One in four American women quit or are laid off when they have a baby, so they lose seniority and end up with an uneven work history. According to one study, each child lowers an American woman’s earnings by 6-8 percent.

Emma and her partner, on the other hand, will be able to divide a full year of paid parental leave between them. Many Danes work under union contracts that give them up to 100 percent of their salaries during that time, but if they don’t, the government will give them $630 per week while they’re on leave.

This is one reason why the gender pay gap is around three times bigger in the United States than it is in Denmark.

Retirement

Emma and Rachel will watch their kids grow up, and then they’ll look to enjoy their golden years.

According to the World Happiness Report, Denmark is the 2nd happiest country in the world. The US is 15th.

As an average American, Rachel will work two years longer than Emma. Emma’s pension will cover two-thirds of her pre-retirement income, while Rachel’s Social Security benefits will cover less than half of what she had earned.

The Result?

Emma will have lived her life under the crushing burden of democratic socialism. That combination of state-funded education, health care, parental leave, and plenty of other benefits has made the citizens of Denmark the second happiest in the world. And Americans? Number 15.

Watch the full video here.

Sen. Al Franken on why he’s a Democrat

Al Franken Gets Emotional Explaining Why He's a Democrat

Al Franken’s beautiful explanation for why he’s a Democrat will move you to tears

Posted by NowThis Politics on Tuesday, July 18, 2017

4.5 GPA Valedictorian’s Earth Shattering Secret

4.5 GPA Valedictorian Reveals Secret

Larissa Martinez, a Texas high school valedictorian, reveals that she is an undocumented immigrant in her valedictorian speech.Summary: https://goo.gl/HC19XeCredit: ABC News

Posted by Illumeably on Sunday, July 16, 2017

What is wrong with Donald Trump?

Chicago Tribune

What is wrong with Donald Trump?

Leonard Pitts Jr., Miami Herald    July 16, 2017

So here we are, six months later. How time has trudged.

But the calendar does not lie. On Thursday, we will be half a year through the Trump Era. And, contrary to his signature promise, America seems less great by the day. Nor are his other promises faring particularly well.

There is no sign of progress on that border wall, much less any idea how he is going to make Mexico pay for the thing. His promise to preserve Medicaid and provide health care for everyone has dissolved into a GOP bill that would gut Medicaid and rob millions of their access to health care.

Meantime, the guy who once said he would be working so hard he would seldom leave the White House spends more time on golf courses than a groundskeeper.

But for all that Trump has not achieved, there is, I think, one thing he indisputably has. He has taught us to live in a state of perpetual chaos and continuous crisis. Six months later, the White House commands the same horrified attention as a car wreck or a house fire.

In that sense, the recent revelation that the Trump campaign, in the person of Donald Trump Jr., did in fact collude with a hostile foreign power to influence the 2016 election was just another Tuesday. Sure, it might have been shocking from the Bush or Obama campaigns. But under Trump, we live in a state of routine calamity.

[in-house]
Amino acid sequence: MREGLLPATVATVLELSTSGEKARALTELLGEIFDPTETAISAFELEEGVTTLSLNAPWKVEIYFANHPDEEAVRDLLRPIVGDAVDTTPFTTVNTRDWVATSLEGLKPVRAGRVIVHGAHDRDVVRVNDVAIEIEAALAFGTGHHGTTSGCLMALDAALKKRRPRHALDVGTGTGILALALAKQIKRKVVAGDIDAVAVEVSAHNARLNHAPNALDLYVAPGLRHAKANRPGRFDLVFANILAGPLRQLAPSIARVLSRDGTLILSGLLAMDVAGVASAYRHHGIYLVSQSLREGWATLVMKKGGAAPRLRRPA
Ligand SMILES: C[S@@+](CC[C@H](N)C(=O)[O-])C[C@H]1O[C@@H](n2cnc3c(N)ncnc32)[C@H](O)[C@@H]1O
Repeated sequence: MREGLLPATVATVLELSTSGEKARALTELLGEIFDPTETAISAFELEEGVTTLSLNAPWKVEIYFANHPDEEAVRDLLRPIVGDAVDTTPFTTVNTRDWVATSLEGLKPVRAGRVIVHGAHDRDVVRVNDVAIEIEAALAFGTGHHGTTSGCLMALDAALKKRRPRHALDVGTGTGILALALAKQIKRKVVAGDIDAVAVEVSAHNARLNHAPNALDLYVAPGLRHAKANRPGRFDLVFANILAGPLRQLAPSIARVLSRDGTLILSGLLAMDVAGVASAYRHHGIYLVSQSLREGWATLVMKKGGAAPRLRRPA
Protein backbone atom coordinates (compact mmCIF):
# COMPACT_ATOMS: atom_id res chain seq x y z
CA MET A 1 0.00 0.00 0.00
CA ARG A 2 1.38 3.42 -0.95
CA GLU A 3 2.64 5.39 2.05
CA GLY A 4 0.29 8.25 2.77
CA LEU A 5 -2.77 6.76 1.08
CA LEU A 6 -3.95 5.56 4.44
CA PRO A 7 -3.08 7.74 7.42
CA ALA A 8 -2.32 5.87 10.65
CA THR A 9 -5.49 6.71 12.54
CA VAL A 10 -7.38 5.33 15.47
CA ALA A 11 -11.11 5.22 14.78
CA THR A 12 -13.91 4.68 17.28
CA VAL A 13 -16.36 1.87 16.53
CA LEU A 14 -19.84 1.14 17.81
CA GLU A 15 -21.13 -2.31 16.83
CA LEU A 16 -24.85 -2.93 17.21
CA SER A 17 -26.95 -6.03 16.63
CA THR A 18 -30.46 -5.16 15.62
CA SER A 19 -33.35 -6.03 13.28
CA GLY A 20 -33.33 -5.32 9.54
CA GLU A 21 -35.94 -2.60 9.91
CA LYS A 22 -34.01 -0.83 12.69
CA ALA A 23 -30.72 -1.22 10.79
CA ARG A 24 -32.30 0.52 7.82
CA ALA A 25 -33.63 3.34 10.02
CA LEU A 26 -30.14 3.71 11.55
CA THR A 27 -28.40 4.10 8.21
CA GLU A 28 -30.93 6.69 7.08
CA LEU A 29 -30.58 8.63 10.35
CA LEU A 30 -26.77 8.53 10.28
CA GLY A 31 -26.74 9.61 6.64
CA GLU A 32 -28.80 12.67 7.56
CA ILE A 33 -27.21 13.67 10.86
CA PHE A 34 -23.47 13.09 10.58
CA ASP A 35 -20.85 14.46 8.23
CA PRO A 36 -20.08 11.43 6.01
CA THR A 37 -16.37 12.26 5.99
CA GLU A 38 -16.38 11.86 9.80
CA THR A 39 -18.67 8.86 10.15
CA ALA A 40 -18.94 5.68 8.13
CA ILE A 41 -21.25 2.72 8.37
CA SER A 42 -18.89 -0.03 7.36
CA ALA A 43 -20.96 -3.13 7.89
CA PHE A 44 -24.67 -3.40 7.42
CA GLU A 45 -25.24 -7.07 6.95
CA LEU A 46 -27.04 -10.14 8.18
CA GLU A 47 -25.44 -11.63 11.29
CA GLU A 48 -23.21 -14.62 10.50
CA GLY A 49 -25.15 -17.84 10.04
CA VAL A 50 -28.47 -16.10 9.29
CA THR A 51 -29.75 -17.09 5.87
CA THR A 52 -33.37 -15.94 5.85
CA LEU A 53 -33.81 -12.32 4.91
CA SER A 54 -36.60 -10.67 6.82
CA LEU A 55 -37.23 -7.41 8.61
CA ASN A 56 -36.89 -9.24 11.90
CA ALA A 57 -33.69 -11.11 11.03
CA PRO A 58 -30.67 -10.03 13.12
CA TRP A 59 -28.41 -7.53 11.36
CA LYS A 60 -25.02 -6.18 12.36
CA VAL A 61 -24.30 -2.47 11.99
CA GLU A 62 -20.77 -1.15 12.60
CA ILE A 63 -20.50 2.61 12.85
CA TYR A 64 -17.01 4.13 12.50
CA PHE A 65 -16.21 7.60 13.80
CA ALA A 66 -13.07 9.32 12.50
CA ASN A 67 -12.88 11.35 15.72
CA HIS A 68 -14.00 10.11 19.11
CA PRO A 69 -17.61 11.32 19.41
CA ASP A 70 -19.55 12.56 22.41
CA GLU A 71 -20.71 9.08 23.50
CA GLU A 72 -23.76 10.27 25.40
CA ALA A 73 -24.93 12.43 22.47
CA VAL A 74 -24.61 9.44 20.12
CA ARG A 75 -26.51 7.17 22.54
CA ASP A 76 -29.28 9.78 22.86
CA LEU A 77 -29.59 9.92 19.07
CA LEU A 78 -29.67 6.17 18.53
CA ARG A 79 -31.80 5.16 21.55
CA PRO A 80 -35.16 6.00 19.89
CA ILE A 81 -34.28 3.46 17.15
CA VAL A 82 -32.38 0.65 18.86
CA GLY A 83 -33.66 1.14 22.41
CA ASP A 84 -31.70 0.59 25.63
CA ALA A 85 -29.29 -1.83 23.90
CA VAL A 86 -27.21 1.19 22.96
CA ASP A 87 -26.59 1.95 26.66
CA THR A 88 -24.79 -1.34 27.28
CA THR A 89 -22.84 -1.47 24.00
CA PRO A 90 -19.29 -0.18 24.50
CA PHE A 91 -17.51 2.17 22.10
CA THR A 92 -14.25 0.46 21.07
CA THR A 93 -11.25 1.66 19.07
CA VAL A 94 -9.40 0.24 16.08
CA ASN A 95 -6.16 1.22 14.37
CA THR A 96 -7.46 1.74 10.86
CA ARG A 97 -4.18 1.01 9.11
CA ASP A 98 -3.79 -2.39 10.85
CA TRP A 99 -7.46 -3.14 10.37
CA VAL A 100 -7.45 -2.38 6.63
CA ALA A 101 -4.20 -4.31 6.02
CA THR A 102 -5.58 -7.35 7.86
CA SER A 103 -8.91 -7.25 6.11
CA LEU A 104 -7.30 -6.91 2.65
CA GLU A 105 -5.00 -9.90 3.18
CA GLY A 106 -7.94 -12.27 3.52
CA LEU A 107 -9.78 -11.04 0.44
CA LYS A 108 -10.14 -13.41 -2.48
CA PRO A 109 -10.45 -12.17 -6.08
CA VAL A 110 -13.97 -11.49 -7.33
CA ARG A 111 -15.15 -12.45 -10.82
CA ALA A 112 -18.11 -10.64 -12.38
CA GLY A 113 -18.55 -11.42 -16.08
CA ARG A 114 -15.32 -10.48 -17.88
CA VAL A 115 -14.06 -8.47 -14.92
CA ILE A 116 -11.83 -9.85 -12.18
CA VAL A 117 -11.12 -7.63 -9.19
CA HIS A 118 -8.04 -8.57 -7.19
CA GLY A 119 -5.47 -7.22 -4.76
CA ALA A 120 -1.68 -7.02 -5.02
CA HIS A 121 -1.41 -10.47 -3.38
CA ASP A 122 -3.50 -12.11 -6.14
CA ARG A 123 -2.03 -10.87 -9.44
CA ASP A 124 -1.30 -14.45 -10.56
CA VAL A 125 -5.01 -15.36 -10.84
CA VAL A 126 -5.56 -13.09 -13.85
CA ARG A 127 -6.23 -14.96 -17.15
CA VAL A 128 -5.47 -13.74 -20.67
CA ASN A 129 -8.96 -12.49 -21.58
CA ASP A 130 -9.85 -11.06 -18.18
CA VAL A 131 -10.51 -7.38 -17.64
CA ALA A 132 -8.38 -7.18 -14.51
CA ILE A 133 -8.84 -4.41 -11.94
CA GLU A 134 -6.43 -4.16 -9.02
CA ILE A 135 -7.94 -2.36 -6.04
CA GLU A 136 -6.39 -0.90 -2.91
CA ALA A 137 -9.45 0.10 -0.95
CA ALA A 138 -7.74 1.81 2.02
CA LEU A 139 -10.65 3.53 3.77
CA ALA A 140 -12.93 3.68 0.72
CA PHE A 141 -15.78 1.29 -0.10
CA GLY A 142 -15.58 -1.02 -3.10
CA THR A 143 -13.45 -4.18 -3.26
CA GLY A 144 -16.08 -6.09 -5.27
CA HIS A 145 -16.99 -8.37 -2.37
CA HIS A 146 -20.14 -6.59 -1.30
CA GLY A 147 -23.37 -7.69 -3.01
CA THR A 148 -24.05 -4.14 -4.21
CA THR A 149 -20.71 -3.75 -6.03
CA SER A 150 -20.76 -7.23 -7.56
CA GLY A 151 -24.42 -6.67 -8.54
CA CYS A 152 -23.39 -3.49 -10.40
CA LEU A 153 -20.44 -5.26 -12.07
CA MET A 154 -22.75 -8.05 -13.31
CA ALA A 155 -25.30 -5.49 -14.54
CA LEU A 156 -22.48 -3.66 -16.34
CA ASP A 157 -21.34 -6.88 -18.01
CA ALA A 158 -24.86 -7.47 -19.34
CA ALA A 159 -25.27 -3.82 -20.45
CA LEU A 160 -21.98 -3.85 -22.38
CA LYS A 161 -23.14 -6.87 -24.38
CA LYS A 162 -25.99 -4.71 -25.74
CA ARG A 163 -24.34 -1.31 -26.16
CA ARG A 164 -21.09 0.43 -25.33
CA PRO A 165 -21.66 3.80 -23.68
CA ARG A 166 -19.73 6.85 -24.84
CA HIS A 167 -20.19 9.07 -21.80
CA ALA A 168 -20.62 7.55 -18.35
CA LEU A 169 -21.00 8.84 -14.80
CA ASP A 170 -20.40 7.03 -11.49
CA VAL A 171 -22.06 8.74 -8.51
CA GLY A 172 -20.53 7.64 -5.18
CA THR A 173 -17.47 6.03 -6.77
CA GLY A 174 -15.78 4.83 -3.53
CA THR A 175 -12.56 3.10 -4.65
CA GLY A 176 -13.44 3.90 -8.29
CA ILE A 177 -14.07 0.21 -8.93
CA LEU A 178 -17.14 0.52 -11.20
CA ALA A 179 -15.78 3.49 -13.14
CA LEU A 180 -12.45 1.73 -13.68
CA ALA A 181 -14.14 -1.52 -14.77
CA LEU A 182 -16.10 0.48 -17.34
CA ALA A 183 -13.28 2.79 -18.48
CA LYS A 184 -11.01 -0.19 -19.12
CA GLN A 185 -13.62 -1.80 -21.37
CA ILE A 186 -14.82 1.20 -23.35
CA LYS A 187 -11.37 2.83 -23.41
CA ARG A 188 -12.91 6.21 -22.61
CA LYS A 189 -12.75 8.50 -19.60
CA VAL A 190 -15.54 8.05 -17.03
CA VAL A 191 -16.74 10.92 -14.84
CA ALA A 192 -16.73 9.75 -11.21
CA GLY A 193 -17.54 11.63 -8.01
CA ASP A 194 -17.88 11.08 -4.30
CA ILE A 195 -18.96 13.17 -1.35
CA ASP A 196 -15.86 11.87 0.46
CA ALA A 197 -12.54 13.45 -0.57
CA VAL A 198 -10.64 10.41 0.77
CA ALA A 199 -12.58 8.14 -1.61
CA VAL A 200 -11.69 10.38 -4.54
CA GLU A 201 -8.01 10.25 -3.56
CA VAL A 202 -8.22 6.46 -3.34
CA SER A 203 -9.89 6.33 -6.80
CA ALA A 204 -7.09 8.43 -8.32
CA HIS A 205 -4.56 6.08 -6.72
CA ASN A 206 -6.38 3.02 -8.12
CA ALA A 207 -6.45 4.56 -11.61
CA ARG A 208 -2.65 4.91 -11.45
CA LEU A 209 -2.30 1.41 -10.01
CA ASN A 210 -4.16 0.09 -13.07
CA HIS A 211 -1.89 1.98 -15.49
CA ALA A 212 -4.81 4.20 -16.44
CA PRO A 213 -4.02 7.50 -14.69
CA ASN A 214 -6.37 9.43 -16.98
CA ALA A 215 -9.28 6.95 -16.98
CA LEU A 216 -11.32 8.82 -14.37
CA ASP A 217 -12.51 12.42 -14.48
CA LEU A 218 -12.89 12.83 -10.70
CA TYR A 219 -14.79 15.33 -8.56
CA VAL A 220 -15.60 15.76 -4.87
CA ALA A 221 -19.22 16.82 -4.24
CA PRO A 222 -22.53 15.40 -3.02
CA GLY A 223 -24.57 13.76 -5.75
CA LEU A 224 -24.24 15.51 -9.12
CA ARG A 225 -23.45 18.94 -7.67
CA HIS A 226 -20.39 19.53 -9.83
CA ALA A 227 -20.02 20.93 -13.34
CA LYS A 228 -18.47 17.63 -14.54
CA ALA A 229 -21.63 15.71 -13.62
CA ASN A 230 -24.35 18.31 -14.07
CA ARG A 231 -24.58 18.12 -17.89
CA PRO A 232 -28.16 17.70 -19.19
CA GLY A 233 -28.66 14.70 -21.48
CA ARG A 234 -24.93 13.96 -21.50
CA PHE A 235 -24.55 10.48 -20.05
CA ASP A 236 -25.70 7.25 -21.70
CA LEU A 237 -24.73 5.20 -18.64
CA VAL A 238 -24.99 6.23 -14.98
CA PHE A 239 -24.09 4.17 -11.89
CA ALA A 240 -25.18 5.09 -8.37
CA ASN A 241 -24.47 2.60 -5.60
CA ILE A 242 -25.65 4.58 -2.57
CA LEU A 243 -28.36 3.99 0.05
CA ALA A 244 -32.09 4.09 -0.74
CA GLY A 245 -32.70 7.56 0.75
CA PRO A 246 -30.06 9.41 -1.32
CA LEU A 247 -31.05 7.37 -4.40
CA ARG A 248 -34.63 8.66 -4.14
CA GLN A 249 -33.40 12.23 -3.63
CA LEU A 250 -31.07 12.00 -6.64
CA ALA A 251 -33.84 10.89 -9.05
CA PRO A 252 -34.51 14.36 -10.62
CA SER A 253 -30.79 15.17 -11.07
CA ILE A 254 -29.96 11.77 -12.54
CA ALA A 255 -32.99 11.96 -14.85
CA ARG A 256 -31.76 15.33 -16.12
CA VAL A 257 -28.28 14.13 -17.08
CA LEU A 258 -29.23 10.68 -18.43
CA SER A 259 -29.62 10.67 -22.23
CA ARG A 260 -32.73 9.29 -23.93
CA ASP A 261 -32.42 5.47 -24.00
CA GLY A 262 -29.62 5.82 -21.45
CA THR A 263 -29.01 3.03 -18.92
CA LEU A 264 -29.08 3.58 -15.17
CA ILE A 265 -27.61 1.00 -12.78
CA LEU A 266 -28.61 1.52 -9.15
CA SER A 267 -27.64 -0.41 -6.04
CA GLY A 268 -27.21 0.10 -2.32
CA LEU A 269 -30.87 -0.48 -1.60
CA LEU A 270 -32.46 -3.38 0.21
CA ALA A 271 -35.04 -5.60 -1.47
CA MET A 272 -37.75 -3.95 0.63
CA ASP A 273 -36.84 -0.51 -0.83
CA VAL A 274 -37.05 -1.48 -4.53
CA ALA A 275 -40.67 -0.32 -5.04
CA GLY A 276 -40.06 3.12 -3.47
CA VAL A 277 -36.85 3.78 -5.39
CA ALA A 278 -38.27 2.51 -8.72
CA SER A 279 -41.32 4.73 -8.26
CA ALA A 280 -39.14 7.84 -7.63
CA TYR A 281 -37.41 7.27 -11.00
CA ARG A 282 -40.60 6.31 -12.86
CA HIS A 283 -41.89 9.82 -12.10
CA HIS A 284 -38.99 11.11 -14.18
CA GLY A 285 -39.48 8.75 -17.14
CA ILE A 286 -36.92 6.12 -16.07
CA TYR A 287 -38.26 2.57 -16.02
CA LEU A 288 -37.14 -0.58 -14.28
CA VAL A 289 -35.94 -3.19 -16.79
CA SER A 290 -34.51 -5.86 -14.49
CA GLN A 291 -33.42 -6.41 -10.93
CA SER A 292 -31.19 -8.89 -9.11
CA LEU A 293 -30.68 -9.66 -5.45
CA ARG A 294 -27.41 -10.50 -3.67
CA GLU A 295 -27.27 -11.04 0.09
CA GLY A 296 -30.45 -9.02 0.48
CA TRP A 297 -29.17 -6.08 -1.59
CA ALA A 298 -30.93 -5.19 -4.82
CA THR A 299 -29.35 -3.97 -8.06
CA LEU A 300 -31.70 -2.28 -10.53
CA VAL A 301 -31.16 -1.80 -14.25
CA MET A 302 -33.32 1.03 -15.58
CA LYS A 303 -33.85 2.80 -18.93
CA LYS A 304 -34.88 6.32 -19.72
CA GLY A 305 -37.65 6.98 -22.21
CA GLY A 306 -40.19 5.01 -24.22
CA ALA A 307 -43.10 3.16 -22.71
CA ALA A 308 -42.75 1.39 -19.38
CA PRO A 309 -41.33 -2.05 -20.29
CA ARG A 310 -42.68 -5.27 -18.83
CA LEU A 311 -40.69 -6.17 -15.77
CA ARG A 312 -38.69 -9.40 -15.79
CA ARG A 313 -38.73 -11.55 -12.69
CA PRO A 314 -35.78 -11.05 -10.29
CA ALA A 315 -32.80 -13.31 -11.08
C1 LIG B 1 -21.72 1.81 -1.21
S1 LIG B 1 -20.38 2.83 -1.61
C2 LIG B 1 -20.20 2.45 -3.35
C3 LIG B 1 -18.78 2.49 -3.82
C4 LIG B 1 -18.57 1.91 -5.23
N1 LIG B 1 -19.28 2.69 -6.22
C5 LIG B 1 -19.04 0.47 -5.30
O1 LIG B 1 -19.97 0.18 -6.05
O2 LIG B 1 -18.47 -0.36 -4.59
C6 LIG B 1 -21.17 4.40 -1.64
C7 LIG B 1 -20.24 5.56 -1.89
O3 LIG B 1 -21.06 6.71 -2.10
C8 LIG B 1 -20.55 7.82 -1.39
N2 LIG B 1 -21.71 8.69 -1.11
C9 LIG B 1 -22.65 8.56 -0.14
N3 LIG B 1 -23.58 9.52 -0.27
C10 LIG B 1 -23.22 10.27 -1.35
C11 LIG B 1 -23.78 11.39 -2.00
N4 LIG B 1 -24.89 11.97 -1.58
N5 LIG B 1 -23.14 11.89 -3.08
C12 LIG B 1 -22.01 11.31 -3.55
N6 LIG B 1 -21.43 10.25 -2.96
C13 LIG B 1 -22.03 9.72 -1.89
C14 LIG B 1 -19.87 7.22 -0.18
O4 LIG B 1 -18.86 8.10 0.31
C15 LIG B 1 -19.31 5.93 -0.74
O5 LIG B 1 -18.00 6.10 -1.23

Besides which, a few days from now, there will be something else. With Trump, there inevitably is. Things can always get worse — and usually do.

And when they do, we can count on the GOP, that inexhaustible fount of righteous outrage, to stand tall and courageously look the other way. For almost 20 years, the party has never seen a minor episode (Travelgate), a sheer nothing (Whitewater) or even an international tragedy (Benghazi) it could not turn into Watergate II. Yet, as credible accusations of treason, obstruction, collusion and corruption swirl about this White House, the GOP has been conspicuous in its acquiescent silence. It seems the elephant has laryngitis.

But the rest of us can’t stop talking.

Indeed, from the studios of CNN to the bar stools of your neighborhood watering hole, amateur psychoanalysis has become America’s favorite pastime in the past six months. Dozens of theories have been floated, all aimed at answering one question:

What is wrong with him?

But I have come to believe that question misses the point. Sixty-three million people voted for this. And make no mistake, they knew what they were getting. It was always obvious that Trump was a not-ready-for-prime-time candidate, but they chose him anyway. And the rest of us need to finally come to grips with the reason why.

It wasn’t economic anxiety. As a study co-sponsored by the Public Religion Research Institute and The Atlantic magazine reported in May, people who were worried for their jobs voted for Hillary Clinton. But people who dislike Mexicans and Muslims, people who oppose same-sex marriage, people mortally offended at a White House occupied by a black guy with a funny name, they voted for Trump.

That’s the reality, and it’s time we quit dancing around it.

This has been said a million times: Donald Trump is a lying, narcissistic, manifestly incompetent child man who is as dumb as a sack of mackerel. But he is the president of the United States because 63 million people preferred that to facing inevitable cultural change. So I am done asking — or caring — what’s wrong with him. Six months in, it’s time we grappled with a far more important question.

What in the world is wrong with us?

Tribune Content Agency. Leonard Pitts is a columnist for the Miami Herald.